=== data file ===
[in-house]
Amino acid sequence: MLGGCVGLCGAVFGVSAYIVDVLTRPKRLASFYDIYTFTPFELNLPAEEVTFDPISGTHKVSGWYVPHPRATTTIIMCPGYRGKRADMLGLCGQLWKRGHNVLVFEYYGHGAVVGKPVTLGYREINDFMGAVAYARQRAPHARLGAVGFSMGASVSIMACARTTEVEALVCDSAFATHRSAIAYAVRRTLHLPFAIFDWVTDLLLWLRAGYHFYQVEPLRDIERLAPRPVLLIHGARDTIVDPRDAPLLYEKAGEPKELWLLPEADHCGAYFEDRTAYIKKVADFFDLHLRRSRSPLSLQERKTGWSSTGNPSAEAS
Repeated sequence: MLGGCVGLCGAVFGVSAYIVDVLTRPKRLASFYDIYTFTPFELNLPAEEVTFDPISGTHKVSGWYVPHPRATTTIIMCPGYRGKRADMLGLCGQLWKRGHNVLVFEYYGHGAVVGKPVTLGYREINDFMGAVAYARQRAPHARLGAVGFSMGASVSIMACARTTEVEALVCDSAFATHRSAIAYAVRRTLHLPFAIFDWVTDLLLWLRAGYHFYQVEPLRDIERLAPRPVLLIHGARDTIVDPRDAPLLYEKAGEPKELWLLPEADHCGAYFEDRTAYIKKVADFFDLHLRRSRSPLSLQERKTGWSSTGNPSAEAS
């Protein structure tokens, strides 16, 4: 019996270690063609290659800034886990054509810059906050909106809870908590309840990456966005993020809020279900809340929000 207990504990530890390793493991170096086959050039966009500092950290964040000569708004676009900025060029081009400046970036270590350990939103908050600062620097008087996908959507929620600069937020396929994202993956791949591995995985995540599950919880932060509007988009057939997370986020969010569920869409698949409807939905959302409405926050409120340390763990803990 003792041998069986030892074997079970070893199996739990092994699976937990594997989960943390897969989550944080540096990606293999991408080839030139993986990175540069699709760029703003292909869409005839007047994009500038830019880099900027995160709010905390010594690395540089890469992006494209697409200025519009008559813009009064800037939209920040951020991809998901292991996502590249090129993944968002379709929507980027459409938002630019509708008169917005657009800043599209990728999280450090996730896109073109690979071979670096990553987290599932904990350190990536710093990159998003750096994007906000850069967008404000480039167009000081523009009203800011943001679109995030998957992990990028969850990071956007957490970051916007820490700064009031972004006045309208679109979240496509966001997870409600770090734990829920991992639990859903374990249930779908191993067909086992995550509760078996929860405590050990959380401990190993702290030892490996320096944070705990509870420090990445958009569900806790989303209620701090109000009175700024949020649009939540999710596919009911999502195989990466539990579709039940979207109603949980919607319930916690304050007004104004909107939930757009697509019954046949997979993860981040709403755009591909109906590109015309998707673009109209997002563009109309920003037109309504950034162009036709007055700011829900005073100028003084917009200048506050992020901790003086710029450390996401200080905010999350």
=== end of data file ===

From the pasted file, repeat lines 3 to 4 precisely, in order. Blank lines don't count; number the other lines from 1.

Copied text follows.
Repeated sequence: MLGGCVGLCGAVFGVSAYIVDVLTRPKRLASFYDIYTFTPFELNLPAEEVTFDPISGTHKVSGWYVPHPRATTTIIMCPGYRGKRADMLGLCGQLWKRGHNVLVFEYYGHGAVVGKPVTLGYREINDFMGAVAYARQRAPHARLGAVGFSMGASVSIMACARTTEVEALVCDSAFATHRSAIAYAVRRTLHLPFAIFDWVTDLLLWLRAGYHFYQVEPLRDIERLAPRPVLLIHGARDTIVDPRDAPLLYEKAGEPKELWLLPEADHCGAYFEDRTAYIKKVADFFDLHLRRSRSPLSLQERKTGWSSTGNPSAEAS
């Protein structure tokens, strides 16, 4: 019996270690063609290659800034886990054509810059906050909106809870908590309840990456966005993020809020279900809340929000 207990504990530890390793493991170096086959050039966009500092950290964040000569708004676009900025060029081009400046970036270590350990939103908050600062620097008087996908959507929620600069937020396929994202993956791949591995995985995540599950919880932060509007988009057939997370986020969010569920869409698949409807939905959302409405926050409120340390763990803990 003792041998069986030892074997079970070893199996739990092994699976937990594997989960943390897969989550944080540096990606293999991408080839030139993986990175540069699709760029703003292909869409005839007047994009500038830019880099900027995160709010905390010594690395540089890469992006494209697409200025519009008559813009009064800037939209920040951020991809998901292991996502590249090129993944968002379709929507980027459409938002630019509708008169917005657009800043599209990728999280450090996730896109073109690979071979670096990553987290599932904990350190990536710093990159998003750096994007906000850069967008404000480039167009000081523009009203800011943001679109995030998957992990990028969850990071956007957490970051916007820490700064009031972004006045309208679109979240496509966001997870409600770090734990829920991992639990859903374990249930779908191993067909086992995550509760078996929860405590050990959380401990190993702290030892490996320096944070705990509870420090990445958009569900806790989303209620701090109000009175700024949020649009939540999710596919009911999502195989990466539990579709039940979207109603949980919607319930916690304050007004104004909107939930757009697509019954046949997979993860981040709403755009591909109906590109015309998707673009109209997002563009109309920003037109309504950034162009036709007055700011829900005073100028003084917009200048506050992020901790003086710029450390996401200080905010999350």